If you’re lucky, you just know. Fairfield native Alena Dillon knew she wanted to write from an early age. She did the requisite sports, youth groups and choir available to most suburban children, but words — stories— were her passion.
In fifth grade she wrote her first novel — a take on a popular Disney movie released at the time, “A Kid in King Arthur’s Court.”
“In seventh grade I would just write unassigned short stories for my English teacher,” recalled Dillon. “She was very generous with feedback, even though they were so tragic and terrible. They were always about someone dying.”
And as often is the case, writers are voracious readers.
“Growing up I was more of a mystery reader,” said Dillon. “I still remember the Box Car section at Mill Hill Elementary School Library.”
One of her favorite memories is meeting best-selling mystery writer Mary Higgins Clark at a local book signing.
“My mom pulled me from school to go, “ remembered Dillon. “I told [Mary Higgins Clark] I wanted to be an author, and she wrote ‘Think royalties’ in my copy of We Will Meet Again.”
Following high school, where she was voted “Class Writer,” Dillon went to UConn and then to Fairfield University for an MFA in Writing. From there, she moved to teaching creative writing at St. Joseph’s College, a small Catholic school on Long Island, where both she and her husband (whom she met at UConn) began teaching. And she also got to know the group of nuns who ran the school. This led to the idea for her first published novel, Mercy House, about three nuns who run a home for abused women and one of whom has to face her own past.
"...It was a pleasure to get to know her and put her on paper.”
“My direct superior was a nun,” explained Dillon. “I just got this deep admiration for the nuns there, their work and their dedication. I have such a deep respect for them and was fascinated by what would commit somebody to such selflessness. Contrasted to that, they are also so human — they danced, stashed chocolate, laughed often — an interesting quality to such superhuman people.”
Dillon was there during the Apostolic Visitation in 2010, during which the Vatican was visiting all nuns to ferret out any non-doctrinal leanings of the sisters.
“I can’t say I was privy to what was going on,” admitted Dillon, “but I gleaned there was a whiff that they felt under-appreciated. They put all their lives to this and were now being investigated. If found in violation of church doctrine, they risked losing their livelihood; they were in a very tenuous position.”
Ultimately, the Vatican delivered a report that was very positive about nuns in the United States according to Dillon.
Mercy House went through many different versions, according to Dillon. Originally she envisioned it as told from the points of view of the three nuns running the shelter, but when she entered the main character’s perspective — that of 69-year-old nun Sister Evie — she knew hers was the story she had to tell.
“There was a spirit, a vibe to her that I just felt,” explained Dillon. “I knew her backstory, I knew her intimately. It was a pleasure to get to know her and put her on paper.”
"I have such admiration for the nuns and reverence for the faith in general."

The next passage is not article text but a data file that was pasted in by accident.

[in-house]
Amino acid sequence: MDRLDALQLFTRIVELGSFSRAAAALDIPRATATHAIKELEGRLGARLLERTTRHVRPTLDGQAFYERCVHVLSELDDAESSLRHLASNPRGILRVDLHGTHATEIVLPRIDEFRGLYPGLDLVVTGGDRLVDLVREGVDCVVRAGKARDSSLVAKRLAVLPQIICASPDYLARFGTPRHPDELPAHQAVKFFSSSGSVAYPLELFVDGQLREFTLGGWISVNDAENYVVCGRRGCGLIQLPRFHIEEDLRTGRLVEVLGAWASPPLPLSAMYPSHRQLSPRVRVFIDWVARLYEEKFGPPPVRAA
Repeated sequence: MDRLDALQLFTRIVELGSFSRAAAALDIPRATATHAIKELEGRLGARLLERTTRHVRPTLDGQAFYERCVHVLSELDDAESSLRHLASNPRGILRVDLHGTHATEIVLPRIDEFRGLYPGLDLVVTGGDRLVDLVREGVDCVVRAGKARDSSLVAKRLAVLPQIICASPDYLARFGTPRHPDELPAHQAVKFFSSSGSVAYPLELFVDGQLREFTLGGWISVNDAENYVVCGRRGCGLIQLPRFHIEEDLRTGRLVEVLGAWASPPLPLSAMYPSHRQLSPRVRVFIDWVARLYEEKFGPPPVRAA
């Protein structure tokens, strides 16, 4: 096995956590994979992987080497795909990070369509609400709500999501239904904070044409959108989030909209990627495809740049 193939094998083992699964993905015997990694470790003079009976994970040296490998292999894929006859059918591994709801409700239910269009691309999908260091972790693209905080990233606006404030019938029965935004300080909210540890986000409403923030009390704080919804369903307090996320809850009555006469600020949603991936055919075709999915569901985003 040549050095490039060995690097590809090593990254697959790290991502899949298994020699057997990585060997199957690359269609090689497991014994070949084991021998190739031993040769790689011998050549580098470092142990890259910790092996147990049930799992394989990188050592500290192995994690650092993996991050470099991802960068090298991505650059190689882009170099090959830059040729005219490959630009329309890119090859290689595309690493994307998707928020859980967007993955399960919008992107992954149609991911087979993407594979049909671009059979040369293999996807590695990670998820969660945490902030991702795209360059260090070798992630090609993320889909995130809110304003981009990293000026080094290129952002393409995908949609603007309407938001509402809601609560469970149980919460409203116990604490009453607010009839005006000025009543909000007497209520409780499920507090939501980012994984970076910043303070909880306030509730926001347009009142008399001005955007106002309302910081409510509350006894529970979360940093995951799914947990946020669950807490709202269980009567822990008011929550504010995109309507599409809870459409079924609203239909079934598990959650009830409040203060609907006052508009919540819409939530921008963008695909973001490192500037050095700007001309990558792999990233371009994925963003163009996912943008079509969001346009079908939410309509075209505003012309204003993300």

Early reviews for Mercy House have been very good. Although, you will find those who see it as a criticism of the Catholic Church.
“Criticizing the Church is not my intention,” stressed Dillon, who put in months of research to flesh out her story in realistic fashion. “There are villainous Catholic characters in my book, but I’m only criticizing those individuals. I have such admiration for the nuns and reverence for the faith in general. It’s only those who have committed wrongdoings I intend to hold accountable.”
While not Catholic herself (her father’s family is Catholic, however, as his her husband), Dillon doesn’t feel she needs to be Catholic to write about nuns.
“I hadn’t considered that someone could say ‘you’re not Catholic,’” said Dillon. “It could be a hindrance to understanding people unlike ourselves if we can only ever stay in our own lanes.”
With a 50,000-unit print run, it sounds like HarperCollins is expecting Mercy House to do well. (A 25,000 print run, for instance, would be considered very good for a new author.)
Dillon has a second book, about a gymnast training for the Olympics, slated for 2021. Meanwhile her editor is looking at yet another potential book for publication.
Now living outside of Boston, Dillon still teaches online courses at St. Joseph’s and continues to write every day.
“I’m fortunate to have a husband who shares childcare duties,” she said. “I get the first four hours of the day. He gets the second.”
And when it comes to the actual writing, Dillon still hasn’t found her favorite system.
“Some people are really structured, making detailed outlines,” said Dillon. “I’ve tried doing that; I’ve tried just starting writing and seeing where it takes me without any sort of endpoint in mind. It usually takes me writing the entire book to see what it and the characters are about. After the draft, I re-envision it as opposed to revising it.”
Mercy House will be available online and in bookstores on Feb. 11 and Dillon will be signing copies at Fairfield University Book Store at 1499 Post Road in Fairfield on March 19 at 7 p.m.